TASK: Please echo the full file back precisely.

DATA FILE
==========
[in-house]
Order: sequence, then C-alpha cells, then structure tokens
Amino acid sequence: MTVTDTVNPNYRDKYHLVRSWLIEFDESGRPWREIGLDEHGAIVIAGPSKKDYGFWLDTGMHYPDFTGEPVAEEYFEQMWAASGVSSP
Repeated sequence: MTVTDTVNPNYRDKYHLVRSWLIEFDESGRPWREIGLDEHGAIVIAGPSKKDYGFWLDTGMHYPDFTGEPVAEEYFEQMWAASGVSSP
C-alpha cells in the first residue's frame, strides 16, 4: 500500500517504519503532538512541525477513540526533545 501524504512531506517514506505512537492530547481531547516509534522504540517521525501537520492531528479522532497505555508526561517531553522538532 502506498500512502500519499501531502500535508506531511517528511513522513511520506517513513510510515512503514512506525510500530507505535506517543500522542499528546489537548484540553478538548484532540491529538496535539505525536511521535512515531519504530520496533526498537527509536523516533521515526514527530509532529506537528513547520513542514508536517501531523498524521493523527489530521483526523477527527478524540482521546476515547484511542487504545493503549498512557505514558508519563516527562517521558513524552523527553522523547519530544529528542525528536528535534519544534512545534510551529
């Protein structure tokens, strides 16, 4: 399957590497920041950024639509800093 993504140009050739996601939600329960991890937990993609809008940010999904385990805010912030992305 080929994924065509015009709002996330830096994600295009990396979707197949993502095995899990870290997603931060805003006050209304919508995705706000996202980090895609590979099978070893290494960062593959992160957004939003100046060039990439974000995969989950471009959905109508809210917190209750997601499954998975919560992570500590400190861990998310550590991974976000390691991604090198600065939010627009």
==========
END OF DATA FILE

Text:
[in-house]
Order: sequence, then C-alpha cells, then structure tokens
Amino acid sequence: MTVTDTVNPNYRDKYHLVRSWLIEFDESGRPWREIGLDEHGAIVIAGPSKKDYGFWLDTGMHYPDFTGEPVAEEYFEQMWAASGVSSP
Repeated sequence: MTVTDTVNPNYRDKYHLVRSWLIEFDESGRPWREIGLDEHGAIVIAGPSKKDYGFWLDTGMHYPDFTGEPVAEEYFEQMWAASGVSSP
C-alpha cells in the first residue's frame, strides 16, 4: 500500500517504519503532538512541525477513540526533545 501524504512531506517514506505512537492530547481531547516509534522504540517521525501537520492531528479522532497505555508526561517531553522538532 502506498500512502500519499501531502500535508506531511517528511513522513511520506517513513510510515512503514512506525510500530507505535506517543500522542499528546489537548484540553478538548484532540491529538496535539505525536511521535512515531519504530520496533526498537527509536523516533521515526514527530509532529506537528513547520513542514508536517501531523498524521493523527489530521483526523477527527478524540482521546476515547484511542487504545493503549498512557505514558508519563516527562517521558513524552523527553522523547519530544529528542525528536528535534519544534512545534510551529
């Protein structure tokens, strides 16, 4: 399957590497920041950024639509800093 993504140009050739996601939600329960991890937990993609809008940010999904385990805010912030992305 080929994924065509015009709002996330830096994600295009990396979707197949993502095995899990870290997603931060805003006050209304919508995705706000996202980090895609590979099978070893290494960062593959992160957004939003100046060039990439974000995969989950471009959905109508809210917190209750997601499954998975919560992570500590400190861990998310550590991974976000390691991604090198600065939010627009």